Paincho is like parma. They both mean giving (lending) and taking (borrowing) of something. The main difference between them is that paincho is related with goods in needs whereas parma is related to labor or services. Paincho is also a typical practice of Nepali society. In this practice, people in need of some goods or services take from somebody without any cost or interest as paincho and return it in due time. It is too mostly practiced in rural areas. It can be defined as giving the thing like rice, maize, money or any goods on condition that the equal amount is returned after the certain period of time. Such a practice is generally found in rural areas among close friends and relatives. This practice helps to fulfill the immediate needs of the people and also helps to strengthen their relationship, unity, and co-operation. Similarly, a culture of mutual help is also a positive part of this practice.
5. Dhikuti / Dhukuti
The literal meaning of dhikuti is a storage room. Dhukuti originally refers to ‘storage’. People keep or store grains in dhikuti. It is an ancient practice similar to a cooperative. It was in practice much before the inception of a bank and other financial institutions. People used to collect and used money through Dhukuti in the past. As a social practice, this concept is meant to collecting money or fund for specific purposes with periodical or one-time contributions from its members. A fund as a dhikuti is raised with the money so collected. The fund is used by its members turn by turn. Individual members can also borrow money from it at a minimum interest rate. As this practice is linked with money, there are chances of fraud or malpractices as well.
The aim of this practice was to collect money from a close community, relatives, and friends. The practice helped people to receive money on a monthly basis according to varying Dhukuti rules. The one who runs Dhukuti is called ‘Bhupa’. It is also called Dhikur in Thakali community.
Though it helped people to use money and to be unified in the past and even today it is in practice somewhere. It’s been disclosed as a fraud by the Nepal Rastra Bank as per Nepal Rastra Bank Act 2002. The Central Bank has urged the Ministry of Finance to declare ‘Dhukuti’ illegal due to the growing number of cases filed against the increasing business of this fraud. More often even ‘Bhupas’ disappear with all money collected or deposited.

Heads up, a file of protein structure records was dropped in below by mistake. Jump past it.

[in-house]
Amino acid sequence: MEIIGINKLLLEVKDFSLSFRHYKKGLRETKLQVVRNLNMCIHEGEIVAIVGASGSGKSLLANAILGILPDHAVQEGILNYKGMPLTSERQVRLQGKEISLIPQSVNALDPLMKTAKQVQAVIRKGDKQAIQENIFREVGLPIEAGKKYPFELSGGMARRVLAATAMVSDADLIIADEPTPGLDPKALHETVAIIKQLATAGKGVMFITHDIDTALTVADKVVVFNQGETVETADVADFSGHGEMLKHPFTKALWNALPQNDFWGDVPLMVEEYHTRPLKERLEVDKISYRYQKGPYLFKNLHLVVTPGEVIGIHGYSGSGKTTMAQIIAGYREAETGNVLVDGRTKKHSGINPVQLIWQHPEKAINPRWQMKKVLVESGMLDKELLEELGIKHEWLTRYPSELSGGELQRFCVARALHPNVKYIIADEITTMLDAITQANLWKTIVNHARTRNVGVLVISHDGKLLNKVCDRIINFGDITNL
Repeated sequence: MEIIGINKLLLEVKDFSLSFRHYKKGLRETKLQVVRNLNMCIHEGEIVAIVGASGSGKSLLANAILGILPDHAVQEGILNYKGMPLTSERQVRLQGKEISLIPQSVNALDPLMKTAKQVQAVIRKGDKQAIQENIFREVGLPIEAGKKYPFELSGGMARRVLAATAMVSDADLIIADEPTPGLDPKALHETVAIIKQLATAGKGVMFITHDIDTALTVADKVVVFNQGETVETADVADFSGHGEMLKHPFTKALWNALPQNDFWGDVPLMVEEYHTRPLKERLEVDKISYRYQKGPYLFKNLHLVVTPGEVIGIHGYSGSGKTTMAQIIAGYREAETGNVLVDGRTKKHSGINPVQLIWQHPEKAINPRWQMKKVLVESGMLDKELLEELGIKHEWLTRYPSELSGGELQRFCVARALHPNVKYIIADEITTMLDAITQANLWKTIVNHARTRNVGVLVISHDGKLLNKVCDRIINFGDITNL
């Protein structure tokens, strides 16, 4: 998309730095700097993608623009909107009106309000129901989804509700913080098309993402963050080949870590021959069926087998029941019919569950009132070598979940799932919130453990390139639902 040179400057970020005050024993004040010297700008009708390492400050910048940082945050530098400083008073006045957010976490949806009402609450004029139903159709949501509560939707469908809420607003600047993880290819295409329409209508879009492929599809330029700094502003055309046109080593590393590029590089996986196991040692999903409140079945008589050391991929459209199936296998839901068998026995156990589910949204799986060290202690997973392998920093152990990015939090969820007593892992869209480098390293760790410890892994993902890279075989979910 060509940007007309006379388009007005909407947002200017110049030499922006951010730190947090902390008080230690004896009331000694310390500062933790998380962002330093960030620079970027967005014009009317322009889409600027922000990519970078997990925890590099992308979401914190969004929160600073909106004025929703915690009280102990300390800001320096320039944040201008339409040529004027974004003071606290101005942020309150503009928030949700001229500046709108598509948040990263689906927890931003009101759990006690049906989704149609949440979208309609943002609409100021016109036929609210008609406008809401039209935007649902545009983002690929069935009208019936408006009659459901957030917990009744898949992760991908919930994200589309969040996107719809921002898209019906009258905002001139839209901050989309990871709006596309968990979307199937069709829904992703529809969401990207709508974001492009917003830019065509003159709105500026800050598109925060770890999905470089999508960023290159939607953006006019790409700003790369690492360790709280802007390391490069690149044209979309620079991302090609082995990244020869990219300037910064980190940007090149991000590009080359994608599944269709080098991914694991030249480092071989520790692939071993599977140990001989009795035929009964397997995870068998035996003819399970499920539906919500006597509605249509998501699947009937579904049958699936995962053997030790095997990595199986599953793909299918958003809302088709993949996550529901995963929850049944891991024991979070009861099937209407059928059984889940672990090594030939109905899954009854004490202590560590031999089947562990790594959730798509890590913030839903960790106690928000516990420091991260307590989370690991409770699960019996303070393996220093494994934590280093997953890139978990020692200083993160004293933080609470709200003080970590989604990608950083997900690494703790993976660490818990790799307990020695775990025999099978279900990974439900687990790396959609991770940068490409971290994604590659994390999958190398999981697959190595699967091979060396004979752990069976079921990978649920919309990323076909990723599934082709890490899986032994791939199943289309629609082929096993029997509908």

Badghar literally means a senior citizen of a community. Badghar system is practiced among Tharu community of the mid-west and far west of Nepal. As a social practice, members of the community either choose/ elect or agree to pass on leadership according to age or seniority in the community. It’s mostly practiced in the Tharu community. Badghar is chosen or elected for certain period of time or may be for life if practiced hereditarily. A badghar is elected chief of a village or a small group of a village for a year. The election generally takes place in the month of Magh (January/February) after completing major farming activities. Badghar is seen as a guiding light or guardian in the community. Important decisions in the community are made under his leadership and guidance. It’s a way of practicing democracy in our traditional ethnic societies. The house which involves in farming has voting right for electing a Badghar. Thus, the election is based on a court of household count rather than a head count.
The role of the badghar is to work for the welfare of the village. The badghars direct the villagers to repair canals or starts when needed. They also oversee and manage fee cultural tradition of a village. They have an authority of punishing those who do not follow their orders or who go against the welfare of the village. Generally, a Badghar has a Chaukidar (watchman) to help him. With the consent of the villagers, the badghar may appoint a “Guruwa” who is the medic and chief priest. Badghar is the unpaid leader. As a token of respect, the community members may also help him in farming for a day free of cost.
Rodhi is like a social club mostly prevalent in the Gurung community. Rodhi Ghar is a practice of Gurung community. In ancient times, young Gurung and Gurungni would gather at a common place to carry out their business of wool but with the passing of time, the very same place turned out to be a place for amusement and entertainment as well and came to be known as Rodhi Ghar. At Rodhi, normally young people of the same community and interest get together to discuss or to undertake or to share or to enjoy issues or events of their interest. It provides a healthy forum for its members to share and exchange ideas, joys, and happiness.
The social practices mentioned above are only a few among many other practices prevalent in our societies. They are our common wealth and identities. Such practices are linked with our cultures, traditions and geographical conditions.
The young revelers who visit those Rodhi Ghar sometimes fall in love and get married. Marriages both arranged and eloped are recognized in Gurung community. Though Rodhi Ghars were typically found especially in the western development region but it has crossed the geographical boundary and such Ghars are found in Kathmandu valley and other major cities of Nepal. This practice is being commercialized at present.
There are some other malpractices in our society which must be controlled.
Article Emailed by Writer: Prakash Sapkota, Pokhara